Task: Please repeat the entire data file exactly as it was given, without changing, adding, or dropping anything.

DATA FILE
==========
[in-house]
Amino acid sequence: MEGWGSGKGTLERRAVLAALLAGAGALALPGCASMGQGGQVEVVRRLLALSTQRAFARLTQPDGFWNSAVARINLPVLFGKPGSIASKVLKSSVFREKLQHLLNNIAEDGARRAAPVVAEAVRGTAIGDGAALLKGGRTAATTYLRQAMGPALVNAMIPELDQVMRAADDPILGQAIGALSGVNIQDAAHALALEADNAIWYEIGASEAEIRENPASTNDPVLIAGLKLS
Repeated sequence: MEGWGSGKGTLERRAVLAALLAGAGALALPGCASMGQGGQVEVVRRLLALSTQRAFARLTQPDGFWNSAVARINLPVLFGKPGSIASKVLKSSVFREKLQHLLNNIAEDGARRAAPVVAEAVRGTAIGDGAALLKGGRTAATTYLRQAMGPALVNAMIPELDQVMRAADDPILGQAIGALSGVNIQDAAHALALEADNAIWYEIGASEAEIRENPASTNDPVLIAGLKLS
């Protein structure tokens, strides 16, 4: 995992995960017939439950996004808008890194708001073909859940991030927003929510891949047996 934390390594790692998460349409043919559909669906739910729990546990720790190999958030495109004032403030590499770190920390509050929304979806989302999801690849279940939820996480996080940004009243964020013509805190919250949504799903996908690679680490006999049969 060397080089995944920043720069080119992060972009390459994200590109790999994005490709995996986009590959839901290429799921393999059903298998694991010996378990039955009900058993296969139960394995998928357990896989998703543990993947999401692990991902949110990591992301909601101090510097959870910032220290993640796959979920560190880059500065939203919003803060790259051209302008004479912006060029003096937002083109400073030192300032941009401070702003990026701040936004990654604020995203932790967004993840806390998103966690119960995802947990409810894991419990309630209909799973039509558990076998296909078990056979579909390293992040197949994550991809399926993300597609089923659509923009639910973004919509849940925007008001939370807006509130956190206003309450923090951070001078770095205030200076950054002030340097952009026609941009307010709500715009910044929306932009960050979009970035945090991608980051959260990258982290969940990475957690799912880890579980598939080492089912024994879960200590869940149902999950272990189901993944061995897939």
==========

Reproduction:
[in-house]
Amino acid sequence: MEGWGSGKGTLERRAVLAALLAGAGALALPGCASMGQGGQVEVVRRLLALSTQRAFARLTQPDGFWNSAVARINLPVLFGKPGSIASKVLKSSVFREKLQHLLNNIAEDGARRAAPVVAEAVRGTAIGDGAALLKGGRTAATTYLRQAMGPALVNAMIPELDQVMRAADDPILGQAIGALSGVNIQDAAHALALEADNAIWYEIGASEAEIRENPASTNDPVLIAGLKLS
Repeated sequence: MEGWGSGKGTLERRAVLAALLAGAGALALPGCASMGQGGQVEVVRRLLALSTQRAFARLTQPDGFWNSAVARINLPVLFGKPGSIASKVLKSSVFREKLQHLLNNIAEDGARRAAPVVAEAVRGTAIGDGAALLKGGRTAATTYLRQAMGPALVNAMIPELDQVMRAADDPILGQAIGALSGVNIQDAAHALALEADNAIWYEIGASEAEIRENPASTNDPVLIAGLKLS
């Protein structure tokens, strides 16, 4: 995992995960017939439950996004808008890194708001073909859940991030927003929510891949047996 934390390594790692998460349409043919559909669906739910729990546990720790190999958030495109004032403030590499770190920390509050929304979806989302999801690849279940939820996480996080940004009243964020013509805190919250949504799903996908690679680490006999049969 060397080089995944920043720069080119992060972009390459994200590109790999994005490709995996986009590959839901290429799921393999059903298998694991010996378990039955009900058993296969139960394995998928357990896989998703543990993947999401692990991902949110990591992301909601101090510097959870910032220290993640796959979920560190880059500065939203919003803060790259051209302008004479912006060029003096937002083109400073030192300032941009401070702003990026701040936004990654604020995203932790967004993840806390998103966690119960995802947990409810894991419990309630209909799973039509558990076998296909078990056979579909390293992040197949994550991809399926993300597609089923659509923009639910973004919509849940925007008001939370807006509130956190206003309450923090951070001078770095205030200076950054002030340097952009026609941009307010709500715009910044929306932009960050979009970035945090991608980051959260990258982290969940990475957690799912880890579980598939080492089912024994879960200590869940149902999950272990189901993944061995897939």